Greylock Expands Its Geographic Borders

After 36 years of investing exclusively on U.S. soil, Greylock last week announced plans to begin backing early-stage companies in Europe and Israel.

While the formal proclaimation was oddly juxtaposed against the recent terrorist attacks, the timing was purely coincidental, said Moshe Mor, a venture partner with Greylock.

In fact, the firm’s plans to expand its investment horizons have been in the works for several months. Mor, who will lead Greylock’s overseas investment activities, originally came on board last December as a CEO-in-residence, and was recently promoted to his current post. Previously, he headed up SPL WorldGroup Inc., a U.S.-based software company with operations in Israel and Europe.

As Greylock seeks new opportunities on foreign soil, one thing that will not change is its investment strategy. Domestically, the firm has focused on early-stage enterprise software and communications companies, and will continue to do so overseas.

Specifically, it plans to back technology plays, chiefly in the storage, security and data communications arenas.

“Between the [software and communications] areas, we’re covering what most of the enterprises out there are buying in terms of technology,” Mor said. “At the end of the day, we feel technology is the primary driver for enterprises to maintain a competitive advantage, and those areas provide [the best] opportunities for our investors.”

Despite Israel’s domestic unrest, Greylock believes that the country’s quantity and quality of early-stage deals will continue to grow as its entrepreneurial community matures.

No Border Contraints

The firm is also looking at opportunities in the United Kingdom and the Scandinavian region. Spurred by an ongoing internal power struggle between Scandinavian governments and business owners over the privatization of telecommunications companies, some savvy executives are leaving large, government-run corporations to start their own wireless start-ups. Hence, there is no shortage of deal flow in that part of the world, Mor said.

The capital for the firm’s international investment activities will come from the recently-raised $1 billion Greylock XI, although no specific allocation for overseas investment purposes has yet been set.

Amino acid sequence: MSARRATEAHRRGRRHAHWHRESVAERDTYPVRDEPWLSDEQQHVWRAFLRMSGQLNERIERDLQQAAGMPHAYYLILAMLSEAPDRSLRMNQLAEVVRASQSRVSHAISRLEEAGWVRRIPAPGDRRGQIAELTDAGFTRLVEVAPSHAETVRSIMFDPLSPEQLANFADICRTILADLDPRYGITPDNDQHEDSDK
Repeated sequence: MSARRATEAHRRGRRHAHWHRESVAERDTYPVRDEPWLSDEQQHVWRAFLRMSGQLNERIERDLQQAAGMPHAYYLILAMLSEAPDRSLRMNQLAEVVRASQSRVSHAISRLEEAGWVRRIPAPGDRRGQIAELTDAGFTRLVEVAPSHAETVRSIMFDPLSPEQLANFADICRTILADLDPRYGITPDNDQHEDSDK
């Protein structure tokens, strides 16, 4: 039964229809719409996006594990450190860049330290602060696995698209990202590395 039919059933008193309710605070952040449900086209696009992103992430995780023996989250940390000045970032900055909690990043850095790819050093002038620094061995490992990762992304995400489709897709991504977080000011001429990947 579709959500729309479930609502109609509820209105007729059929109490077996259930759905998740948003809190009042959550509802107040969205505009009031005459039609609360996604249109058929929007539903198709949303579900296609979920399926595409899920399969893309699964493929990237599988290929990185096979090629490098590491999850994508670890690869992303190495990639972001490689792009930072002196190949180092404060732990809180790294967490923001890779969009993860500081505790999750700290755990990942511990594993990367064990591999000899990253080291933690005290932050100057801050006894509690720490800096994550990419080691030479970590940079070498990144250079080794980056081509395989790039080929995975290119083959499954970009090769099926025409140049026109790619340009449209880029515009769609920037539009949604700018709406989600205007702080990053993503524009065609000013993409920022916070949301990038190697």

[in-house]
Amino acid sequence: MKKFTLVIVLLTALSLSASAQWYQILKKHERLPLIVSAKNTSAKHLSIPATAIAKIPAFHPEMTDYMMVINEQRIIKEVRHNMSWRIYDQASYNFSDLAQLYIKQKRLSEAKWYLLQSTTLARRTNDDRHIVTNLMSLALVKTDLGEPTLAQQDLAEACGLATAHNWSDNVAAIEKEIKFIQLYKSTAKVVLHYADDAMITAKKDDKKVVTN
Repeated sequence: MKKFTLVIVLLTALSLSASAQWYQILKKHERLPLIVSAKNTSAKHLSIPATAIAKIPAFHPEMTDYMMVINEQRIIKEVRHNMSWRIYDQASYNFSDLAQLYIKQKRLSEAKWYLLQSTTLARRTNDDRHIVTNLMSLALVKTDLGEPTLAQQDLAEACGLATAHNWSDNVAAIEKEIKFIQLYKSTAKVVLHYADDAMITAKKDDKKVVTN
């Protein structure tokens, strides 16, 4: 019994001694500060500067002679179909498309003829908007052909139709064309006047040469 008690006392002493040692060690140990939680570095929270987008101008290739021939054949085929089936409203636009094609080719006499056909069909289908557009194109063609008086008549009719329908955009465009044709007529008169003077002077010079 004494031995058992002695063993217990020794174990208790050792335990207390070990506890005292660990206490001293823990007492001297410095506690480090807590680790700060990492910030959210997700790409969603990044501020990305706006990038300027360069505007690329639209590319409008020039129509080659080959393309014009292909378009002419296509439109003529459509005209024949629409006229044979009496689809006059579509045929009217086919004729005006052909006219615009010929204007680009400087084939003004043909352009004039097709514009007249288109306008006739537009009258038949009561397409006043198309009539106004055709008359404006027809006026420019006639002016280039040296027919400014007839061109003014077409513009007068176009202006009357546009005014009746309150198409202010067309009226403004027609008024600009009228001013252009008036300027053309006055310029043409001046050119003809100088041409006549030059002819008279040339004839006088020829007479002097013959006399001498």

To date, the firm’s international portfolio includes just two companies. In July, Greylock teamed with Fidelity Ventures to co-lead an $18.5 million Series B financing for Cash-U Mobile Technologies Ltd., a Netanya, Israel-based developer of a technology platform for mobile entertainment devices. Existing Cash-U investor Pitango Venture Capital (formerly Polaris Venture Capital of Israel) also participated.

The firm also brought Dublin, Ireland-based Cape Clear Software into the fold, investing alongside lead backer Accel Partners of Europe and ACT Venture Capital. Cape Clear, which makes a platform and rapid development environment for Web services, landed $16 million as a result of the financing.

Mor will be officially based in Greylock’s office in San Mateo, Calif., but he will spend equal time in the firm’s Boston location when not visiting companies in Europe and Israel. The firm currently has no plans to open an overseas office, which means Mor will be wracking up a lot of frequent flyer miles. He said he isn’t concerned about the extensive traveling he’ll have to do, though, even in light of the recent hijackings and resulting tragedies here in the U.S.

“I’ve been clocking 200,000 miles a year in the last eight years in terms of international travel,” he said. “It’s no use worrying about that stuff when you get on a plane. Life’s gotta go on.”

A Roundabout Network

Interestingly, Greylock did not recruit Mor from one of its portfolio companies. His connection with the firm actually comes from previous business relationships with some of the partners, most of who are from operating backgrounds similar to his.

Still, he didn’t sign on as a full-fledged venture partner from the start because he wasn’t certain he was ready to become a full-time venture capitalist, he said. He added, however, that he has no regrets.

“It’s a bit like moving from a quarterback role into a coach role,” Mor explained. “[Being a venture capitalist] allows me to work as a coach and spend a lot of time with companies sharing my experience.”

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